A joint venture between
and Micron Technology is preparing to mass-produce a 32-gigabit memory chip featuring Intel's multi-level cell memory technology. The new NAND chips to be manufactured by IM Flash Technologies will go up against similar products from rivals Samsung and Toshiba, beginning next year.
Developed and manufactured using low-power 34-nanometer technology, the industry's only monolithic 32Gbit NAND chip fits into the industry's standard 48-lead packaging and represents the smallest NAND geometry on the market, the companies said.
"We have made great strides in NAND process capability and are now in a leadership role with 34nm production," said Brian Shirley, vice president of Micron's Memory Group. "The tiny 34nm, 32Gbit chip enables our customers to easily increase their NAND capacity for a number of consumer and computing products."
Less than the size of a thumbnail, IMFT's 32Gbit chip is expected to cost-effectively enable high-density solid-state storage in small form factor such as digital cameras, personal music players, and digital camcorders. For example, a single 32Gbit chip could be used to store more than 2,000 high-resolution digital photos, more than a thousand music tracks, or about 20 hours of high-definition video.
The partners said the new chip also will enable the creation of more cost-effective solid-state drives for netbooks and other portable computing devices, dramatically increasing their current storage capacity. When stacked, the chips could even drive PC memory capacities beyond 256GB, they noted.
Unlike standard single-level cell products, IMFT's flash-memory chip employs multiple levels per cell to enable more bits of to be stored. The use of a denser storage method also means the chips will be cheaper to produce.
The chips will be manufactured on 300-millimeter wafers, each of which will produce approximately 1.6 terabytes. The partners say they expect to begin sampling lower-density multi-level and single-level cell products early next year.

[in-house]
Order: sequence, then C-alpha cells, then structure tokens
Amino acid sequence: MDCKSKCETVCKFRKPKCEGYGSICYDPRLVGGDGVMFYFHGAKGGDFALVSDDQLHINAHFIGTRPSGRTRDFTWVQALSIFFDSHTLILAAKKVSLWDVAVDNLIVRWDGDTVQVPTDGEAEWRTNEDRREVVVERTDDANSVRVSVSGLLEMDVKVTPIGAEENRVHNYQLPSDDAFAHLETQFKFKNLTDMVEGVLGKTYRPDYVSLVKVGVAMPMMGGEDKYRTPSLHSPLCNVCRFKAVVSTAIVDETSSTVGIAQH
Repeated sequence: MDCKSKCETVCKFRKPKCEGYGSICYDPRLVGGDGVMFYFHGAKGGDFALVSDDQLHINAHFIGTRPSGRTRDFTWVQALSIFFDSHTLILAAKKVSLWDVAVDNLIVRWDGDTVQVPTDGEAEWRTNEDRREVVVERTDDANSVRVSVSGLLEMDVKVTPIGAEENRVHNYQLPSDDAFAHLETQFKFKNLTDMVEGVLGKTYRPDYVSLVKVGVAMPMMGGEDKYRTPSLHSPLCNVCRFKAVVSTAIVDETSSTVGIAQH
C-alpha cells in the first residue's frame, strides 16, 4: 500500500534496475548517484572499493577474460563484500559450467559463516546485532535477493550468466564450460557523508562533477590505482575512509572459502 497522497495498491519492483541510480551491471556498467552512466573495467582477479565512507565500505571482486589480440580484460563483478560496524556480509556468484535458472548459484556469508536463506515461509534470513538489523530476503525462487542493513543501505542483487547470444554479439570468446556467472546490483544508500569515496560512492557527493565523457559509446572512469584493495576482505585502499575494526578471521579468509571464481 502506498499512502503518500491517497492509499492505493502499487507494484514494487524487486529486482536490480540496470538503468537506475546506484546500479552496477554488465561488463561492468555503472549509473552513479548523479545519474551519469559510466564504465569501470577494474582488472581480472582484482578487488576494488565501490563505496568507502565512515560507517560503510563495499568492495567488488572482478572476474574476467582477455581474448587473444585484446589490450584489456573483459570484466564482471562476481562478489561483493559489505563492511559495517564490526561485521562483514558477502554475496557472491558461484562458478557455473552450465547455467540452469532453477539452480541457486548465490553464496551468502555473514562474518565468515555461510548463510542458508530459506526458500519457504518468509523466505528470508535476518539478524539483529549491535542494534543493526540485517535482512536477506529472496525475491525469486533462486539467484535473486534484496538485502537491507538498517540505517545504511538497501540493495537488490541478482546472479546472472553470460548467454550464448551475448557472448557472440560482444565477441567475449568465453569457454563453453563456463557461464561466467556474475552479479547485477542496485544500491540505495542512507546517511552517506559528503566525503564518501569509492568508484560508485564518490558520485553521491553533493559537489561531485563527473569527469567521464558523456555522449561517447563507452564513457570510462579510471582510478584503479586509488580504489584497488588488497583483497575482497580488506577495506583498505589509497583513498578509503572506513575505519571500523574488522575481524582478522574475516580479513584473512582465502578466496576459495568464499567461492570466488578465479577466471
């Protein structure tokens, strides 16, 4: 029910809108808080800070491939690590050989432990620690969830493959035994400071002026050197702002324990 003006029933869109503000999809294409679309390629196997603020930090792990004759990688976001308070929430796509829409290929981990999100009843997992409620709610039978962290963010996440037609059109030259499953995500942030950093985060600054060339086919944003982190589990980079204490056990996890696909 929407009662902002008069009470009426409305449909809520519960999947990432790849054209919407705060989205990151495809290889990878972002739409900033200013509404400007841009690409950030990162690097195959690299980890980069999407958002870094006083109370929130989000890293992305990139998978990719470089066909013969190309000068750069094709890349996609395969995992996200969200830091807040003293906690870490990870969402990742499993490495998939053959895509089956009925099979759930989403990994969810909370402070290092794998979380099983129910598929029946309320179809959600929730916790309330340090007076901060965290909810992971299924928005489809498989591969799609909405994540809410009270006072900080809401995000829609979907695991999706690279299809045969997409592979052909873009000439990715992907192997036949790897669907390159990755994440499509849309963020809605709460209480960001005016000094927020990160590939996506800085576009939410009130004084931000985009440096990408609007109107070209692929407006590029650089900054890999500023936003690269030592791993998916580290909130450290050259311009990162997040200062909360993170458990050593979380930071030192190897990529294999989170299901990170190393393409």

A Triple Whammy
On the downside, the NAND flash-memory market is expected to be particularly vulnerable. Research firm iSuppli predicts flash-memory revenue will fall globally by 14 percent this year to $12 billion, and then decline another 15 percent in 2009.
The consumer devices that account for almost 80 percent of total NAND chip demand are mostly sold in retail stores, which have significant bargaining power on pricing -- especially during a market downturn, iSuppli said. Given the challenging situation and the inventory overhang among OEM customers, NAND chip suppliers have no choice but to cut chip prices to increase sales, noted Nam Hyung Kim, chief analyst at iSuppli.
"Unlike other memories, which depend more on non-consumer/non-retail products, NAND flash is bearing the brunt of the challenging retail conditions," Kim said. "Combined with uncertain global economic conditions and a lack of killer applications, the NAND flash-memory business is facing a triple whammy."
Beyond the macroeconomic and structural challenges, the NAND flash industry also is experiencing a fundamental challenge of declining demand elasticity, Kim noted. "With sufficient capacity in their existing flash storage cards and USB flash drives, consumers don't need to upgrade their products and are not as sensitive to price declines as they used to be," Kim observed.